An asymmetry of interests and power also compounds the challenge. Great powers use the high seas for strategic objectives, including energy security. They are less sensitive to the impact that their economic and security-driven activities have on the sea itself, as compared to rim countries with developing economies and island states for which the sea is vital to survival. Priorities for preservation of natural habitats and for preventing maritime pollution are not shared among the Indian Ocean’s users. The Indian Ocean and its adjacent bodies of water (the Bay of Bengal, the Arabian Sea and the Persian Gulf) play a role in conflicts: the Sri Lankan struggle with Tamil separatists has a naval dimension; India and Pakistan have had maritime disputes as part of their long-standing rivalry, and Gulf Arab states share the narrow and strategic Gulf waters with the US Navy’s Fifth Fleet and with Iranian Revolutionary Guard naval forces, to name a few.



    Finding Solutions and Addressing Governance Gaps

    It is a daunting task to balance economic, environmental and security interests at the national level. Countries around the Indian Ocean approach maritime policy in sharply different ways:

    • For Kenya, maritime policy is driven by economic interest and the centrality of the port of Mombasa as an entry point for African trade. The navy is a minor player.
    • For Sri Lanka, the conflict defines maritime policy. Coastal areas are off-limits to civilians, who forgo rich fishing opportunities to allow the government to deny the Tamil Tigers use of the sea for insurgency operations.
    • For Singapore, the stewardship of vital sealanes is its highest national security mission, and has led to productive cooperation with Malaysia and Indonesia, to ensure safe passage for commercial ships.
    • India sees the maritime space as an important dimension of its rising power status, and this will have consequences for how its neighbors view the Indian Navy and its ability to contribute to regional peace and security.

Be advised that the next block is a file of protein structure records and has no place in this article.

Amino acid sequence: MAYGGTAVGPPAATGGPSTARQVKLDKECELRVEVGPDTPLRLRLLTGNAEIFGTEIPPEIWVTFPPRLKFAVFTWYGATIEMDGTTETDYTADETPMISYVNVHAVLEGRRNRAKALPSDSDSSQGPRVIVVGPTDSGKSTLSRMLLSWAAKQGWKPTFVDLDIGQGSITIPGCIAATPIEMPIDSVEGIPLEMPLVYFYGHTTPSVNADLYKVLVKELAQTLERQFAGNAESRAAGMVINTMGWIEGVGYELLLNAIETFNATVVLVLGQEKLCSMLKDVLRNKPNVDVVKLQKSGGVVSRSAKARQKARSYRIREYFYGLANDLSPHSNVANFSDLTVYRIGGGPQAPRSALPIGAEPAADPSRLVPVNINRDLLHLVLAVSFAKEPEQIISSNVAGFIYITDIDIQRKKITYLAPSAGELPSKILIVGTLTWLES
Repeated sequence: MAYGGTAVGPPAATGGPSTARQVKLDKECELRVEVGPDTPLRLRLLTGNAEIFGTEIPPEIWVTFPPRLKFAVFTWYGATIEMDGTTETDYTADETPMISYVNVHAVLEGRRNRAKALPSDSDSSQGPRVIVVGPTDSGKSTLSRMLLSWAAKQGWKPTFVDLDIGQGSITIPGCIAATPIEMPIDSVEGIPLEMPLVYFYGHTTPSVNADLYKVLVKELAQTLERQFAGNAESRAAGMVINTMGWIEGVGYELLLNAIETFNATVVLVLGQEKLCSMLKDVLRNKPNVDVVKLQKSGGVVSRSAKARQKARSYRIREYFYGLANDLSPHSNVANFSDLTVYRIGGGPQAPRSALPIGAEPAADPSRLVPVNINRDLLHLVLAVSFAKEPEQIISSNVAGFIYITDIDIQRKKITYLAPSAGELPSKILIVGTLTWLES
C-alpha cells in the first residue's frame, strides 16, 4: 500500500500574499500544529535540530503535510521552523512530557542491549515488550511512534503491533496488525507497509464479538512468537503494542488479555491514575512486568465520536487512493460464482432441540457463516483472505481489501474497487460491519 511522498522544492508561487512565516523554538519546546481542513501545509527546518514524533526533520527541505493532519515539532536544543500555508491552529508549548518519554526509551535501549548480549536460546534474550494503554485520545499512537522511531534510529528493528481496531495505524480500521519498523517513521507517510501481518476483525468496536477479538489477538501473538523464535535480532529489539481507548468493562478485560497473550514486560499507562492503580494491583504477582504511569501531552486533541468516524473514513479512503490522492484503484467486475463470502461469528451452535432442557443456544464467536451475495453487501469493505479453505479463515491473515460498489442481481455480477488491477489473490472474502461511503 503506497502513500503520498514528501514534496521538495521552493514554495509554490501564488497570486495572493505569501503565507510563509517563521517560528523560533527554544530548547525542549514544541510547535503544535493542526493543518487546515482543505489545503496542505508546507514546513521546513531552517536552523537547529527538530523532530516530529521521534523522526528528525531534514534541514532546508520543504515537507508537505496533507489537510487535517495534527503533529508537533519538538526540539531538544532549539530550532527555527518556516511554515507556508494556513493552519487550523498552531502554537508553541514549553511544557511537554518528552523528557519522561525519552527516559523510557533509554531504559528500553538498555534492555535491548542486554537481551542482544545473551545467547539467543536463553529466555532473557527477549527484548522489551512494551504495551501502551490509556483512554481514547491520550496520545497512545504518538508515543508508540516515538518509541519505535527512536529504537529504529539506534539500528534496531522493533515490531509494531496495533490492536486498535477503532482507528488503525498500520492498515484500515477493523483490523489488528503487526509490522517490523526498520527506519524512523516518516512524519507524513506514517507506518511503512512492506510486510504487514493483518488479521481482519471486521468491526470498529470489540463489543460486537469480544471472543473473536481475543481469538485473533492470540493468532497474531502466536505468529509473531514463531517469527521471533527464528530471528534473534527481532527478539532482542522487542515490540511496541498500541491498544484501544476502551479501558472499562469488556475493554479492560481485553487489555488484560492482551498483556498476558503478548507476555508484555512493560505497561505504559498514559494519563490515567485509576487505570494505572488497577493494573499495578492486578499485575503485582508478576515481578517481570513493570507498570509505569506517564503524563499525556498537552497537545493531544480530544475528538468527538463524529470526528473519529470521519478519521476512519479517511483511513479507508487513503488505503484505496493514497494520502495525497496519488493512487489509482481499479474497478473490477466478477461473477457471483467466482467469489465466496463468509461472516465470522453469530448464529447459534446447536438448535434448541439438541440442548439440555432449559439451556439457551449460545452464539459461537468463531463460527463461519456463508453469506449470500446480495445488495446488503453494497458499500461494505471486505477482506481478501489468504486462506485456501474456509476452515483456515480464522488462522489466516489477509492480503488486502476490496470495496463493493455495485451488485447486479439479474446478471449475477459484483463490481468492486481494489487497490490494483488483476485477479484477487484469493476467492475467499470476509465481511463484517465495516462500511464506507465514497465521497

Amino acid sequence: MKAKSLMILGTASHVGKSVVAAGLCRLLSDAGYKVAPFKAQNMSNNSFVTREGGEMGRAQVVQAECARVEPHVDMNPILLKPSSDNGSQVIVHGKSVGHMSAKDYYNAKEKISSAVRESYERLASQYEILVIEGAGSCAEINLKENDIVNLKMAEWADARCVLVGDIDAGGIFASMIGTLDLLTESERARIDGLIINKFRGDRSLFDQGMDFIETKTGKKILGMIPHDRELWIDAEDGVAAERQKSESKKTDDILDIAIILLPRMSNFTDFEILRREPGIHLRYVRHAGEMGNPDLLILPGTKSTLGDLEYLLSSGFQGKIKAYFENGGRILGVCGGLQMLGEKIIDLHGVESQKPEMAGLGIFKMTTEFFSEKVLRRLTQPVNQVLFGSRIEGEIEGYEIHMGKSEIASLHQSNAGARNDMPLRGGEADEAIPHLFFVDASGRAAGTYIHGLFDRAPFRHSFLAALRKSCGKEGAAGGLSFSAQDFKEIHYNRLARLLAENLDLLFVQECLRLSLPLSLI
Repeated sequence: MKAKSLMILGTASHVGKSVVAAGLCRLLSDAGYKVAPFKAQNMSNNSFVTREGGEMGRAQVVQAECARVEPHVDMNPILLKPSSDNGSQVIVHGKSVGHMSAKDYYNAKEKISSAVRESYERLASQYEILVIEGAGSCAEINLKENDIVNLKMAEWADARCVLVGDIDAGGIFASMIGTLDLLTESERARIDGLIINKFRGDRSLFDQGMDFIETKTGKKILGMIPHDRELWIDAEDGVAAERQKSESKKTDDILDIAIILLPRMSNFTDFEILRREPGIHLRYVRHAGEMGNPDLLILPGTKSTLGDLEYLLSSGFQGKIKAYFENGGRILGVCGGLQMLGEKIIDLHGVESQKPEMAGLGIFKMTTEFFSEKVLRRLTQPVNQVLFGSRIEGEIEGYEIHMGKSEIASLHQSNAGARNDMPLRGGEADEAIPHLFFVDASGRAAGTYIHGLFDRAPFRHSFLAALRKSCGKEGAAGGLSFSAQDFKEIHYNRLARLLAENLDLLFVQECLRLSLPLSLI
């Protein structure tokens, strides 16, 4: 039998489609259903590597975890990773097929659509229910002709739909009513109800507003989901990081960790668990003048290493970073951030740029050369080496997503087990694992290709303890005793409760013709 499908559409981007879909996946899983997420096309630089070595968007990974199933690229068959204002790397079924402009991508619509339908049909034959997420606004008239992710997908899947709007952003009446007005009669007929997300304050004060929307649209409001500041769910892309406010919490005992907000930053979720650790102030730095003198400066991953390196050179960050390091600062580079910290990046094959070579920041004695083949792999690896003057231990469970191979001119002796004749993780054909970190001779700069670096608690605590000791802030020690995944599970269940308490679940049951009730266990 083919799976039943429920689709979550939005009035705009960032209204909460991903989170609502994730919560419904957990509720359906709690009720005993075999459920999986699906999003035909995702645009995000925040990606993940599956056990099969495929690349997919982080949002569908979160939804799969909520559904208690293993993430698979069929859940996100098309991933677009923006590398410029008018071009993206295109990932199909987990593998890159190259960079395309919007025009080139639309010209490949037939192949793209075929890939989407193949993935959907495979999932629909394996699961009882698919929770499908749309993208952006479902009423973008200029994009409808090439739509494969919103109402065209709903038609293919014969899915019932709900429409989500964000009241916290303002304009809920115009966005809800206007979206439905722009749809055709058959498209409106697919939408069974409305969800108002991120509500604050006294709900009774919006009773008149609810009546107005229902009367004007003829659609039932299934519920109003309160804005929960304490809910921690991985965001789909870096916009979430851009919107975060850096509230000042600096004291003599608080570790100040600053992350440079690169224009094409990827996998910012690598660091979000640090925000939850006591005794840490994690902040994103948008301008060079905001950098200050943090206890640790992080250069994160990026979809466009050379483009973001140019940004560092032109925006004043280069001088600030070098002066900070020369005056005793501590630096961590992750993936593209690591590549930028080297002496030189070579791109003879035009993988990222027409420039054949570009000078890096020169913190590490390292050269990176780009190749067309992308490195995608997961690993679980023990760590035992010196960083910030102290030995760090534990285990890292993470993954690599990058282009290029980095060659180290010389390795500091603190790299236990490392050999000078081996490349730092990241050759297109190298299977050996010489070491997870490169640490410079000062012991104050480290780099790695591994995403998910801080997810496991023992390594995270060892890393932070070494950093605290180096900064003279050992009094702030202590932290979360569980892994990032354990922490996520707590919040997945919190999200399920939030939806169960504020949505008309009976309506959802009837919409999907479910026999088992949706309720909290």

Maritime policy can be seen as the purview of coastal defense, so that a navy or coast guard would have the lead or sole role in determining policy. Maritime policy can also be deeply domestic, directed by those responsible for tourism, or fisheries, or other basic economic interests. Few countries have addressed the challenge of integrating complex and diverse national interests into a coherent maritime policy. Even large countries with long coastlines concede that their border with the Indian Ocean is often considered the hinterland, not the heartland, of the nation, and policy-making reflects a passive or underdeveloped approach to maritime governance. Archipelagic states like Indonesia or small countries with strong seafaring traditions like Oman are important exceptions.

    At the regional level, there are many positive examples of cooperation and ad hoc regional organizations created to manage a distinct maritime issue, such as:


    • the Gulf organization on port security and control (2004 Riyadh Memorandum of Understanding, headquartered in Oman),


    • an anti-pollution institution of eight Persian Gulf states based in Kuwait (1981 Regional Organization for the Protection of the Marine Environment - ROPME),


    • a fisheries management initiative based in Kenya (the 2004 South West Indian Ocean Fisheries Commission), or